To begin with, I would have a kitchen well lighted; come, yes a great deal of the broad, expansive sunlight coming in boldly, as if it had a perfect right to be there. That would, of course, necessitate large windows. And then I would give as much attention to the ventilation of a kitchen as I would to a sleeping-room. I would have a large circular device suspended over the cooking-stove, with a hole in the centre, and a tube leading to the top of the house, to carry off the savory smells which the process of cooking generates, and prevent them from permeating the whole house.
For these smells, however savory and agreeable, are apt to take away something from the keenness of our appetite; or, at least, cause us to anticipate something better than the reality. Then I would have a large sink, with a permanent soap-stone or marble wash-bowl for washing the dishes, and another for draining. I would also have an adjustable pipe, leading from the hot water tank to either of these basins. Besides this, I would have sundry cupboards and closets arranged upon the wall, so as to be tasteful and decorative as well as convenient.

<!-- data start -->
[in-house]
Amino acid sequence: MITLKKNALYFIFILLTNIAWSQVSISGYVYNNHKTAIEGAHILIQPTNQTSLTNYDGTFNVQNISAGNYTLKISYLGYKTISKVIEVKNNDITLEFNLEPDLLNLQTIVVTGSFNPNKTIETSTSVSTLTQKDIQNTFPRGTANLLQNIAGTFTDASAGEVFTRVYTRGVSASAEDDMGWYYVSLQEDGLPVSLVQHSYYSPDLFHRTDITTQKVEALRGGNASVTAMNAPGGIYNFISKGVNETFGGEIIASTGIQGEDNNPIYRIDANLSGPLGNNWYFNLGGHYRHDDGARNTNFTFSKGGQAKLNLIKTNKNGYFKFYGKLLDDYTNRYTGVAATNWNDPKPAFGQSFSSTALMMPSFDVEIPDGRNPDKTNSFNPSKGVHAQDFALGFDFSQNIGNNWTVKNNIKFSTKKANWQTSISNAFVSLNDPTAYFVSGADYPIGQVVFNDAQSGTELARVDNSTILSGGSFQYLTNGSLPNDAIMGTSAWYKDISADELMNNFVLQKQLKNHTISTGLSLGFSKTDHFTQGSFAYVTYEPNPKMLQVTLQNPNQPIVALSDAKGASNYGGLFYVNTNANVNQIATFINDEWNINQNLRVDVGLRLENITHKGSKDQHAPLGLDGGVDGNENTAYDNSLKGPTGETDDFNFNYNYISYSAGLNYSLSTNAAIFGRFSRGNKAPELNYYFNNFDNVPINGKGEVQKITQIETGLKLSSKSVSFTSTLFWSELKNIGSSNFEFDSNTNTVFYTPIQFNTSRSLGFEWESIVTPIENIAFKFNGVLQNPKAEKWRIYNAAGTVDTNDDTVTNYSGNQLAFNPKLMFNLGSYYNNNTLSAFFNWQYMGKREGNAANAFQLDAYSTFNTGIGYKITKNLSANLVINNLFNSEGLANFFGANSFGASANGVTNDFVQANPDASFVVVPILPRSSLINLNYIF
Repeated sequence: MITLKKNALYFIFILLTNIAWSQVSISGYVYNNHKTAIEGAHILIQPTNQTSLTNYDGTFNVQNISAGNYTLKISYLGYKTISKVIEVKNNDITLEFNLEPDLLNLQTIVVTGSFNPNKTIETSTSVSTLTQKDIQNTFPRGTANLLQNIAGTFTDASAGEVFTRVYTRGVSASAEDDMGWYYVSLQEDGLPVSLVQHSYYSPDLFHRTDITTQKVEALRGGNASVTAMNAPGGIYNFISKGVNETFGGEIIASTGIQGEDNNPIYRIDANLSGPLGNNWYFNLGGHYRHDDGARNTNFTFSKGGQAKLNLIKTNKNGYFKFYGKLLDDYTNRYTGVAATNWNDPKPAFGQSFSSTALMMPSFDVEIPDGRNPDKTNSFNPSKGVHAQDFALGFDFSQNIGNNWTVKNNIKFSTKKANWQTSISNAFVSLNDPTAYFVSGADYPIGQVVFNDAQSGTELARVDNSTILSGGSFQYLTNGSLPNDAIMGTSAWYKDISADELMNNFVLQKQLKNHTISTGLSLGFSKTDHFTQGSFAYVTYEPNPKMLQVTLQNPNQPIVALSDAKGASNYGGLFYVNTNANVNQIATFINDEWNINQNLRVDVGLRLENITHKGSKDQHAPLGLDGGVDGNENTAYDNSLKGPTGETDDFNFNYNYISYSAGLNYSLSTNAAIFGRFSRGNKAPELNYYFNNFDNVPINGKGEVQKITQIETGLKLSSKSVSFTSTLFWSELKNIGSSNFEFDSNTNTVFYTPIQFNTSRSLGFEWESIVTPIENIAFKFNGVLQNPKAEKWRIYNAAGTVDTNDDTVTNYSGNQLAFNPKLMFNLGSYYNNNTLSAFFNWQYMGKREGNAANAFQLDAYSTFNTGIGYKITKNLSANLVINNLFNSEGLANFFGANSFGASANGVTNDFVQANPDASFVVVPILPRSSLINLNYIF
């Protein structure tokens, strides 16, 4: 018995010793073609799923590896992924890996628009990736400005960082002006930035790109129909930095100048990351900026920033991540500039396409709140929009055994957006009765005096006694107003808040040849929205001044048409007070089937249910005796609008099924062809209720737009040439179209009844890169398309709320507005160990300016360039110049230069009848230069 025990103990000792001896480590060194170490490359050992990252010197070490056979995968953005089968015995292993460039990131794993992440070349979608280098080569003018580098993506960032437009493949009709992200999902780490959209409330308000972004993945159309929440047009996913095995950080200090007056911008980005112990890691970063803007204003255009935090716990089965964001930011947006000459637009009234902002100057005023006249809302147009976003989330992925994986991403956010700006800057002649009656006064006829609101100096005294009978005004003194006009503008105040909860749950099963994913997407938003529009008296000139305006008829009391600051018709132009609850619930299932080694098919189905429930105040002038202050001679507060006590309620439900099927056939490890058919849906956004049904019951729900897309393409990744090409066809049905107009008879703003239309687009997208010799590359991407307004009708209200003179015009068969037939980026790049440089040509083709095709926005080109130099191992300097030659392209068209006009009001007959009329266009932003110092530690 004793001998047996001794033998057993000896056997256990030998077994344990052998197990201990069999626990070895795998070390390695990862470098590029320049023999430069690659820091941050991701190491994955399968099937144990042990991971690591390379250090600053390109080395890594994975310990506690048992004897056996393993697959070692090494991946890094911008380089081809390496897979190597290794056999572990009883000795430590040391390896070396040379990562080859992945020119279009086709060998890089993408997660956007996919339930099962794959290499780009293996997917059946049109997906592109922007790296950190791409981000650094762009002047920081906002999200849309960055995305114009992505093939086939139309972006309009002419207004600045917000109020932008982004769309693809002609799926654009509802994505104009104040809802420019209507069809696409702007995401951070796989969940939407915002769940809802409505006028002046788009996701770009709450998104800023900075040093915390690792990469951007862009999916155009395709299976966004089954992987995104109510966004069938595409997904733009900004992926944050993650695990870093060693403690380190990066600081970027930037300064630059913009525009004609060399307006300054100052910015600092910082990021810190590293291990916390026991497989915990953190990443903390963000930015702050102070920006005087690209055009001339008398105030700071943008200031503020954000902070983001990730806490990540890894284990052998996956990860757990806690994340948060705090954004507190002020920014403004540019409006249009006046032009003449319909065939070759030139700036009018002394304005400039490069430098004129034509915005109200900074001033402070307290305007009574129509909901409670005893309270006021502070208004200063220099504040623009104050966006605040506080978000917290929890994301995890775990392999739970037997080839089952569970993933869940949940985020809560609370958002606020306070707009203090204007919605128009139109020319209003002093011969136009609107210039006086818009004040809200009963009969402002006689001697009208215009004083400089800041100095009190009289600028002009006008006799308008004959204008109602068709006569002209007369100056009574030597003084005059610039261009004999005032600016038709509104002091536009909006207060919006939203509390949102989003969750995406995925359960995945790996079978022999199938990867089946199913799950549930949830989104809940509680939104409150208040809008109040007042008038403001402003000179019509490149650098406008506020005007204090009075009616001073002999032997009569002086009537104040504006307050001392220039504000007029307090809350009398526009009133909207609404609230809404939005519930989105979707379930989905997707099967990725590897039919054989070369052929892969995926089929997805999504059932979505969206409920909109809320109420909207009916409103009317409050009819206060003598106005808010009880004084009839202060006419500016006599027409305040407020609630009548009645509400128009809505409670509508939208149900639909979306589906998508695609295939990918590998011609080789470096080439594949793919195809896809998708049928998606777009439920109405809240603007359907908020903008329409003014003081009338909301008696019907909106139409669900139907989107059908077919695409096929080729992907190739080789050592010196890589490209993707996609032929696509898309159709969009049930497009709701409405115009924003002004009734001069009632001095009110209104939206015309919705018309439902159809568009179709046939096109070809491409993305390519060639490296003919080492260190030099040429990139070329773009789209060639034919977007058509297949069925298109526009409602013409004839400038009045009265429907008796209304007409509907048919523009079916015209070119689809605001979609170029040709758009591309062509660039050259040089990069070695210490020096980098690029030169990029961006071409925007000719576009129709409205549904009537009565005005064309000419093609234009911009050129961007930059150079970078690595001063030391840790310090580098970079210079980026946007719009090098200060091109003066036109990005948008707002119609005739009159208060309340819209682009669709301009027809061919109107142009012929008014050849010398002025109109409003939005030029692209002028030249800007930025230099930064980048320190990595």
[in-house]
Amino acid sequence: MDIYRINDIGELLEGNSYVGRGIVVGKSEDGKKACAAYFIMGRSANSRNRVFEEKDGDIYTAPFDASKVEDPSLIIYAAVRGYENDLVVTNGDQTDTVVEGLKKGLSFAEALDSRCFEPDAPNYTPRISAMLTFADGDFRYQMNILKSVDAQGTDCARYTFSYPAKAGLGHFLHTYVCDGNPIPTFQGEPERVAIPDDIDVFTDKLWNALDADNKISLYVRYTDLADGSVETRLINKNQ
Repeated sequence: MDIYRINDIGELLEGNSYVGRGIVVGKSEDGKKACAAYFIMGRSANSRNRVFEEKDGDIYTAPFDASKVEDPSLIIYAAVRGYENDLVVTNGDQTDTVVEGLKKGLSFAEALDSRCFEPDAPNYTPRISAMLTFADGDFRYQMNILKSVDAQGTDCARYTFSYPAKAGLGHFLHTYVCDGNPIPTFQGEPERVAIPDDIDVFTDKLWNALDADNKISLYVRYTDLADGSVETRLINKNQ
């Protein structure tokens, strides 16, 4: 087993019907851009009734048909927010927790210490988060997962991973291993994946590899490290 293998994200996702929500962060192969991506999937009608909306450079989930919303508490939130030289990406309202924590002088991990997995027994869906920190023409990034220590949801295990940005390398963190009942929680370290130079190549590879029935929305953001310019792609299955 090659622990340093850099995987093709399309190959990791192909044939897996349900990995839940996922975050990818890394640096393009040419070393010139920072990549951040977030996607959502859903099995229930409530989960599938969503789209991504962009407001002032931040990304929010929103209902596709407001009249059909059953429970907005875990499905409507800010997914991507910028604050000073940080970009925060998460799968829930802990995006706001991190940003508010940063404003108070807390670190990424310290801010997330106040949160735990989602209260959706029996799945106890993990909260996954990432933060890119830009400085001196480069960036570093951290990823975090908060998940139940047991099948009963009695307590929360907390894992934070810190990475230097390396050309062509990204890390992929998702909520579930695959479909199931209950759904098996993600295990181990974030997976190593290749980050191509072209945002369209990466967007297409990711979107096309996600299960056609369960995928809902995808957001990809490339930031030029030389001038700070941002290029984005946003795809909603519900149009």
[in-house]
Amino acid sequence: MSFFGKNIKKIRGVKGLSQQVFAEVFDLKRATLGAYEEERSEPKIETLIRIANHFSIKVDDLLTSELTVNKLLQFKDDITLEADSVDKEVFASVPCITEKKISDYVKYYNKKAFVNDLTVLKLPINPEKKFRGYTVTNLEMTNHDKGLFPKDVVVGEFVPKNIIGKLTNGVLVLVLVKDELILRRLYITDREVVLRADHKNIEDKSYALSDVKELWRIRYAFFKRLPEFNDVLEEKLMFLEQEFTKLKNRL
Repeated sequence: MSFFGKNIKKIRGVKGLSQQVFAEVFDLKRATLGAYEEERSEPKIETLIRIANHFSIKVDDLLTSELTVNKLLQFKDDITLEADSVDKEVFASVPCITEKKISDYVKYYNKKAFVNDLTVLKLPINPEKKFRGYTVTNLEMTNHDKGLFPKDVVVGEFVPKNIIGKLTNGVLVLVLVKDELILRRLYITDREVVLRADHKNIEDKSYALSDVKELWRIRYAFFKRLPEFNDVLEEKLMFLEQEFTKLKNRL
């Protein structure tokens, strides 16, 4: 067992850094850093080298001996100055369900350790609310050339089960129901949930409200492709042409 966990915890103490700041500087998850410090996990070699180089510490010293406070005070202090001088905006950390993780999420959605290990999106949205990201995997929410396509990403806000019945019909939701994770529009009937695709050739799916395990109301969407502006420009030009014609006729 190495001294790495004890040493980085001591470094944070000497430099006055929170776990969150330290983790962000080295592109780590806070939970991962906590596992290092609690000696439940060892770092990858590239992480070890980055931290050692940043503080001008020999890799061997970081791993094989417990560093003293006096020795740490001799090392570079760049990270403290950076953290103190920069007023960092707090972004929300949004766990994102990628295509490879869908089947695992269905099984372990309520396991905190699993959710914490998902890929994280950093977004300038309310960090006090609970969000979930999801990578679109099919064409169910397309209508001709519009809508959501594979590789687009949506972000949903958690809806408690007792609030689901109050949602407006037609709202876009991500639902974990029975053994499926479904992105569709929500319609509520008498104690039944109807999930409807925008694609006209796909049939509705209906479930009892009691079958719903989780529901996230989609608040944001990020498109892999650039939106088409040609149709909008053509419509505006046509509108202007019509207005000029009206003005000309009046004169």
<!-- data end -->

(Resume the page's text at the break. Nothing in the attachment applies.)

Then I would have a space devoted to tiny drawers, such as one sees in a drug store, and labeled in this manner: soda, allspice, nutmegs, cream of tartar, etc., so that at a single glance I could discover just what I wanted, without rummaging to find these things in some out-of-the-way corner, placed there by some careless, untidy Bridget. This would save one a world of care now devoted to instructing every new servant as to all the places of things. Cooking is becoming so complicated nowadays, that one needs all the arrangements, and as many utensils, as a chemical laboratory; and the good architect should give the mater familias a place for everything.
from the May 1870 issue of MANUFACTURER AND BUILDER
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